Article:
Pregnancy & maternity discrimination consultation response


Sarah Rees, I am an ‘economically inactive’ mother of two (girl age 4 and boy age 15 months). I have experienced discrimination whilst on maternity leave in 2013 and it has continued to impact my life to date.


1)      Following the birth of my first child I lost my job.  In the early days of becoming a parent my employer showed warning signs which caused me much upset and undue stress, including removing my name from the list of staff on the website, ignoring my emails where I asked to discuss a return to work, and discussing my possible redundancy amongst other staff members in Steering Committee meetings before I was informed. I raised a grievance with my employer about these issues and was unable to attend my own grievance meeting as they refused to hold it in my local office in Cardiff, and despite having over £4m in reserves stated they could not afford a train ticket for both myself and my mother, who would care for my 12 wk old breast-fed baby whilst I was in the meeting. The meeting itself caused me much upset as they brought up a series of issues against me, when I had done nothing wrong and there had been no complaint against my work before I took leave; I felt it was an attack in response to me daring to speak out.


2)      In the first 12 months after I experienced discrimination I was too upset, angry and ashamed to discuss it publicly. Since sharing my story I have been contacted by many women whom are going through similar issues and looking for help. At the time I found an organisation called Maternity Action, I was never able to get through to their contact line as it was always engaged during the few hours it was open. I now forward others to Pregnant Then Screwed, as they have a lawyer on hand to provide advice to mothers.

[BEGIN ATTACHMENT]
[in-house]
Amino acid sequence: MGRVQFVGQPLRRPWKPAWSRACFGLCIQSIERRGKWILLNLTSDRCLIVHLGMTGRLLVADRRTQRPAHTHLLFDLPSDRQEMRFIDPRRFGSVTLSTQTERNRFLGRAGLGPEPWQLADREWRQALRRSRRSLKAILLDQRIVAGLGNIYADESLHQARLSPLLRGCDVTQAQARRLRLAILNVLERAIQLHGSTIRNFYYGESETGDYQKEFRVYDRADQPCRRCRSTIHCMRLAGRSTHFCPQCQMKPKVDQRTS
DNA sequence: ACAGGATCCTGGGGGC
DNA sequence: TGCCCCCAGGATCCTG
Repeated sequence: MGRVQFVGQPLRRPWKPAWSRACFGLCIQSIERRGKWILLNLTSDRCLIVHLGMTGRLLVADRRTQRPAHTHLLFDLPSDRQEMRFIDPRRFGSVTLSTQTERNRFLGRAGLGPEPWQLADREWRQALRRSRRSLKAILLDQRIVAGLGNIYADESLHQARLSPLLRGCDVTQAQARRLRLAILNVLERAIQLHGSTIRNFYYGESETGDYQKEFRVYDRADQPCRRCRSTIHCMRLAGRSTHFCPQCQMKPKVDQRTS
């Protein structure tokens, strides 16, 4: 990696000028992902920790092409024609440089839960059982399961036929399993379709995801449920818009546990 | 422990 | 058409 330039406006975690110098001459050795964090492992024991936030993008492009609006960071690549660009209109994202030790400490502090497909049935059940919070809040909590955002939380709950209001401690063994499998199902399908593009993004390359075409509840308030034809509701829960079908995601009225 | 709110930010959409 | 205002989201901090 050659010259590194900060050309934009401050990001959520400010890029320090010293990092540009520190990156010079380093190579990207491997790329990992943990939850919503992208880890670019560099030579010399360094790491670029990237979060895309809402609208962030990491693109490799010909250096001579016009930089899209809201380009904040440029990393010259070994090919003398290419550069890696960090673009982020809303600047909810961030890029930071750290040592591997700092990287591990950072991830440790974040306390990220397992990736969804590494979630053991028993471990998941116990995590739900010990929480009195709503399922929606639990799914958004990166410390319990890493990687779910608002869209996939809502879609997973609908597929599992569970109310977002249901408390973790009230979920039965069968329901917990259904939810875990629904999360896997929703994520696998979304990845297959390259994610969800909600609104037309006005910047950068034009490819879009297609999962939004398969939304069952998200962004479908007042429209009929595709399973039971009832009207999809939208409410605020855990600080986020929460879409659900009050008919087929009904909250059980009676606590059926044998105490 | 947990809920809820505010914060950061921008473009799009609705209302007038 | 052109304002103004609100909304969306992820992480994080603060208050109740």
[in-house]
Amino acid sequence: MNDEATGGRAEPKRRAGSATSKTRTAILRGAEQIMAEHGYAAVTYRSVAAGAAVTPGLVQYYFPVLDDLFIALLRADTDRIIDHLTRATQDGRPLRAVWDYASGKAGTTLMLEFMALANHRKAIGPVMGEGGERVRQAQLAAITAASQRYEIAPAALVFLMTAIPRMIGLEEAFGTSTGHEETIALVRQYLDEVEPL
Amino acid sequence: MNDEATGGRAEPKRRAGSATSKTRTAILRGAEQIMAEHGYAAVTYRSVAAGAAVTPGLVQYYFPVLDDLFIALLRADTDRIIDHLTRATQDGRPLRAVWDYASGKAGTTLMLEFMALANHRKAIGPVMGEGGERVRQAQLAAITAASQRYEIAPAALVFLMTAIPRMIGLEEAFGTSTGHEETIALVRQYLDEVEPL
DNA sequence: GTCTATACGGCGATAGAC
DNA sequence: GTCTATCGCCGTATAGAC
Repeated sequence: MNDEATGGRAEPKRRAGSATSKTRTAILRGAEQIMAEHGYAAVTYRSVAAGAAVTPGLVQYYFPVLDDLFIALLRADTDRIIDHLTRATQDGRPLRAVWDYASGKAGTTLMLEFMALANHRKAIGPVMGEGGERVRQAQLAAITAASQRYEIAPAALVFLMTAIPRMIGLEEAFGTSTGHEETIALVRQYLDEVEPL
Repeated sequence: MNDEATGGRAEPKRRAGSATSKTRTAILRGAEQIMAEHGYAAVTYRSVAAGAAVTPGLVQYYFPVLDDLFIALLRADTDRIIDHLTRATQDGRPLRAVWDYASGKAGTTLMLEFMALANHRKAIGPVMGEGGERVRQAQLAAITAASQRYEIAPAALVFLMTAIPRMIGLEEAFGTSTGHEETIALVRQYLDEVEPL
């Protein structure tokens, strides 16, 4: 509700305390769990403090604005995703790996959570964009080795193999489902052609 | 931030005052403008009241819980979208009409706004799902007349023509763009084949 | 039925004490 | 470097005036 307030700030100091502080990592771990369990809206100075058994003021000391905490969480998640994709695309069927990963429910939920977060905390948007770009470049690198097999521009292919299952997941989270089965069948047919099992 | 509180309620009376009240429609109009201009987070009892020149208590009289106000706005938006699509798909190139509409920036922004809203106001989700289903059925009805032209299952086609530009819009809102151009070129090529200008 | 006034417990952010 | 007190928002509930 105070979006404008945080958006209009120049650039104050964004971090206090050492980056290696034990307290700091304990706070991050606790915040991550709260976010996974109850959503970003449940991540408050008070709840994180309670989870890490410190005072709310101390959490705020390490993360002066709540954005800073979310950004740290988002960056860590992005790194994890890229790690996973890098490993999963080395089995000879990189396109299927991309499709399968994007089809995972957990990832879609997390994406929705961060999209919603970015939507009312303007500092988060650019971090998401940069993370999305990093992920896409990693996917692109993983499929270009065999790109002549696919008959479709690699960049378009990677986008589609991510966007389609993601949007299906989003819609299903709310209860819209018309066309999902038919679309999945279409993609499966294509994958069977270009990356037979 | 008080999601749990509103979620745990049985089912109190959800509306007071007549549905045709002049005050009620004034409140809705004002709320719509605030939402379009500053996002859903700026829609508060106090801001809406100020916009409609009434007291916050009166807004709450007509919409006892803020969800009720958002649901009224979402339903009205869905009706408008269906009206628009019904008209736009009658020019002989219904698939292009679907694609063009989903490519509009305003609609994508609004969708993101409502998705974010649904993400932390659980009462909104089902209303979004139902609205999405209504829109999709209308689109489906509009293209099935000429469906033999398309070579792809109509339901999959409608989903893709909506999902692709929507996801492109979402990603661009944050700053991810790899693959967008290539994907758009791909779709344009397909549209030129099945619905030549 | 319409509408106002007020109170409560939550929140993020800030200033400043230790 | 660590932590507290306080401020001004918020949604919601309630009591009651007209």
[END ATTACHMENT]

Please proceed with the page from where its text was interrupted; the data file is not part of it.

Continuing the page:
3)      I decided to take the redunancy offer as I did not want to work for an employer who would treat me in such a way. I did not take the case futher, because, at that time there was no access to legal aid for such cases, and I could not afford the court fees, and I did not want to spend my precious early days of motherhood doing so.


4)      The irony is that I was working for a project that was funded by the Welsh Government Equality and Inclusion Grant; the WG should have been better at auditing such issues, as they had a duty of care to me which was totally missed. The Welsh Government should monitor the retention rates of pregnant staff working on projects they fund and companies they invest in.


5)      Whilst it was slightly complicated in that the project I worked on was separating from the charity which employed me; other staff were not made redundant but instead were continuously employed in the organisation. I strongly believe that were I not on maternity leave and in a vulnernable position I would have continued to have been employed.  I believe I should have been able to TUPE transfer into the new project.  In fact, one staff member whom was in a less senior position that me was given a promotion, whilst I was offered redundancy only. During the time I would still have been on maternity leave other people were employed into the organisation too, into jobs that easily suited my skills. Current protections for mothers on maternity leave should have meant that I was offered any of these roles, but that was never an option that was offered to me.